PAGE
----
The Undiscovered Country
By Aidan McQuade
'Why should people care about a murder during war time?' Two men attempt to solve the killing of a young boy during the Irish War of Independence in 1920.
About the book
This is a book about murder most foul. It’s about murder in wartime, when one more corpse should really pass unnoticed amidst all the other carnage.
This is a book about trying to do the right thing, when you have not the first clue about how you really should go about that. And it’s a book about war, about what war excuses, and about what war forces young people to do.
This is a book that has been born out of my unique perspective gained from growing up in South Armagh during the Troubles, and decades spent as a humanitarian and human rights worker dealing with the consequences of violence and injustice from Afghanistan to Angola.
I started writing this book because, in spite of the bloodshed that still disfigures so much of the world, too many people, particularly political leaders, still seem to have such a glib view of war as to be ready to blunder into it at the earliest convenience.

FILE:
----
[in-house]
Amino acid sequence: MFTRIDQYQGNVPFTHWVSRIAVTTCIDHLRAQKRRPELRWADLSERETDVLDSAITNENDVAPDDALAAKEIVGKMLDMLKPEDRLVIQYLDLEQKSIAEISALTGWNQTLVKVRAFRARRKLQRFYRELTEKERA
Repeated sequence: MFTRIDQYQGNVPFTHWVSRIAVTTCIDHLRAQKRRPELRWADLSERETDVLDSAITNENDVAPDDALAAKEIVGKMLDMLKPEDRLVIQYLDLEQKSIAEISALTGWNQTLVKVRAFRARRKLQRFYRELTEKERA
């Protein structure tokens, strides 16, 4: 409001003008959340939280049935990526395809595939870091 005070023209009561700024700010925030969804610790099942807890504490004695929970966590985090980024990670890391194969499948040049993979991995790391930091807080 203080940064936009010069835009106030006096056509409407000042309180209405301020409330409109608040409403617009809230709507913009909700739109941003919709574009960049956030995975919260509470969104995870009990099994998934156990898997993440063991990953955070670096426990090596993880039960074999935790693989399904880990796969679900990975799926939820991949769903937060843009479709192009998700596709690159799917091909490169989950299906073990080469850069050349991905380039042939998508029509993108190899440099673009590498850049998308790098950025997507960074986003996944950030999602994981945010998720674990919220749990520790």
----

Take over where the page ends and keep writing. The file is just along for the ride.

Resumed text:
This book is an important one because it seeks to put a human face to the savage complexities of war and its consequences.
It is set during the Irish War of Independence in 1920 in a part of the West of Ireland from which all British administration, including the Constabulary, have been driven. Two members of the IRA on police duty find the body of a young boy, apparently drowned. But one of them, a veteran of the First World War, recognises violence when he sees it. So, in spite of a complete lack of detective experience, the two set out to see if they can find some measure of justice for the murdered child.
Neither of them realise just how dangerous their task will become.